Column: Let the sunshine in: Audit the Fed

By Gus Bode

Money doesn’t grow on trees. Well, our dollar is made out of trees, but the value of that dollar isn’t.’

Economics affect every American, but confuse even your most intelligent and informed citizen. Monetary policy is even more complex and confusing, and is about the least sexy issue you can find.

And so it’s of little shock that most Americans have no clue how our monetary system works. It’s boring, and it would take a long time to explain, so the media has little interest in covering it. So we find ourselves today in the depths of a serious economic crisis, with your average person clueless as to what makes his or her dollar a dollar.’


So it’s completely normal to feel angry and confused when obscure financial products that most of us never owned (or knew we owned), destroyed our economy to the tune of trillions of dollars.’

A trillion dollars is a difficult amount of money to even comprehend. Most people can’t even fathom what it would be like to have a million dollars. Yet we the taxpayers have bailed out the banks with trillions of dollars, more money than we can imagine fixing what we don’t understand.’

This is a recipe for disaster. We allowed the greediest and most reckless swine tank our economy, and we have now charged these same swine with fixing the mess they created.’

For years, the financial industry has lobbied Congress to deregulate their industry.’ No lobby has been so successful at outright buying our Congress, the people’s representatives.’ And this is as bipartisan as it gets, especially in the Senate, which our Senator Dick Durbin noted (in a slip of honesty) ‘is owned by the banks.’

So it should be no surprise that there is a sick, corrupt orgy between the big banks and those who are supposed to be regulating them. Just how symbiotic and corrupt the relationship is would probably depress the hell out of you.

The clearest example is the relationship between Goldman Sachs and the Federal Reserve. Goldman Sachs is the big bank; if it were a baseball team it would be the Yankees, the Cubs and the Red Sox combined. Being that it is worth more than most countries in the world, you’d figure it would be wise to make sure that someone was regulating it, and that someone was objective. And if that weren’t the case, maybe you’d figure that Change Guy we believed in would change it. And you would be wrong.

The Federal Reserve System, known as ‘The Fed,’ is the central banking system responsible for U.S. Monetary Policy. It is a quasi-autonomous board made up of 12 regional banks that does everything from setting interest rates to influencing credit conditions to regulating banking institutions and making sure our economy doesn’t implode.’ If all this seems confusing, it is. The thing to understand is the Fed is the essentially the commissioner of the League (to use the baseball analogy).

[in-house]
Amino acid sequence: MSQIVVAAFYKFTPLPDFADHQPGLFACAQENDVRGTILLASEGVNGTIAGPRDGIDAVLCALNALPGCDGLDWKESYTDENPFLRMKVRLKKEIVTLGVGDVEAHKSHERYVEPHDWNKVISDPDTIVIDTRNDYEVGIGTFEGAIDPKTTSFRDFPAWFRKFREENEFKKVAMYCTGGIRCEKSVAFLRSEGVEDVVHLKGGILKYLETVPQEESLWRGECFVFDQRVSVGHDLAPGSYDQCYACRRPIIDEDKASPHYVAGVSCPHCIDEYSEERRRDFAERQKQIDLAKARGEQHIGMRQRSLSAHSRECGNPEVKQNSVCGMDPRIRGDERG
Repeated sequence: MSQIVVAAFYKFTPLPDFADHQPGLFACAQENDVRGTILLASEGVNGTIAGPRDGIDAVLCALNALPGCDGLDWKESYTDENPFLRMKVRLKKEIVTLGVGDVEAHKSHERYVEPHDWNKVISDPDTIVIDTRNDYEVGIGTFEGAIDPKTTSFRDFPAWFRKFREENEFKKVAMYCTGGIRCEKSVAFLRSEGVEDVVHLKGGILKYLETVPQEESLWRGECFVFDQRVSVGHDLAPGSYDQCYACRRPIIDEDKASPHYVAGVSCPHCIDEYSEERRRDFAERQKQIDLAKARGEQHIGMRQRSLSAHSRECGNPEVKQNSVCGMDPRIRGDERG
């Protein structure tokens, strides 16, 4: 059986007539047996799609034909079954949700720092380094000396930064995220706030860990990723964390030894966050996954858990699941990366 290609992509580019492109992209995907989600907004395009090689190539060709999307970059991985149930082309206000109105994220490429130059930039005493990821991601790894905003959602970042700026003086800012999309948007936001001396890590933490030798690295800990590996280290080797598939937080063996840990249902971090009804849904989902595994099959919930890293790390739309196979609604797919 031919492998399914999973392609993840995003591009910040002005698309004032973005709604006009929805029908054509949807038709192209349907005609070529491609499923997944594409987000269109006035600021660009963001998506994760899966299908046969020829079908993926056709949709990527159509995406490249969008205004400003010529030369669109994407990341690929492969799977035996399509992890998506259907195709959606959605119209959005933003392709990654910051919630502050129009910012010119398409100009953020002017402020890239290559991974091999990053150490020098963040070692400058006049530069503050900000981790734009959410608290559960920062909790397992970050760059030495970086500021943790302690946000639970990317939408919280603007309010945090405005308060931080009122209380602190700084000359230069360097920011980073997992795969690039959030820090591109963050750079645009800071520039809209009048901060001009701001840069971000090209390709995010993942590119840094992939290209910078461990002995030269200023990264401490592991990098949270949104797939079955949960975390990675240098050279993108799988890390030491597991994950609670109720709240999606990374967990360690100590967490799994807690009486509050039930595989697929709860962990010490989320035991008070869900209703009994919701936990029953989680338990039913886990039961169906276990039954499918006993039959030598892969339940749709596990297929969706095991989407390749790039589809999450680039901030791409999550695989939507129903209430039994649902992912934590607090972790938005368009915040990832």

If the commissioner of this league used to play for the biggest team, there would be a conflict of interest. And if the commissioner changed or bent the rules to help out his old team, we would cry foul.’

The current head of the Fed, Ben Bernake, is (gasp) a Goldman alumnus.’ So are a disproportionate number of those holding high positions in the Fed and both the current and previous presidential administrations (bipartisan corruption at its best).’ And Goldman Sachs posted its biggest profits ever last quarter, even as it received bailout money from you and me. We need to cry foul, and the more we find out about the sweetheart deals, backroom swindling and outright theft of ours and our children’s tax dollars, the more we find out that this thing smells worse than the dumpsters outside Pinch.

There is something that we, the people, can do. We can support HR 1207, proposed legislation to allow Congress, the people’s branch, to Audit the Fed.’ All it would do is shed light on what Goldman Sachs (which Rolling Stone’s Matt Taibbi described as ‘a great vampire squid wrapped around the face of humanity’) and others got from us and what they did with it.’ While our economic crisis leaves millions jobless and states are shutting down vital social services, we deserve to know what happened with our money.’

Ron Paul introduced the legislation, and so far it has more than 270 co-signers, people from both parties, all across the spectrum.’ The Senate, the one ‘owned by the banks,’ only has 13 sponsors, and neither of our senators has signed on. Call, write and tell our Senators, and our Congressman, support HR 1207, and let the sunshine in.’ And be sure to tell our president that this lack of transparency and accountability is not change and not something you believe in.

O’Connor is a junior studying political science and philosophy.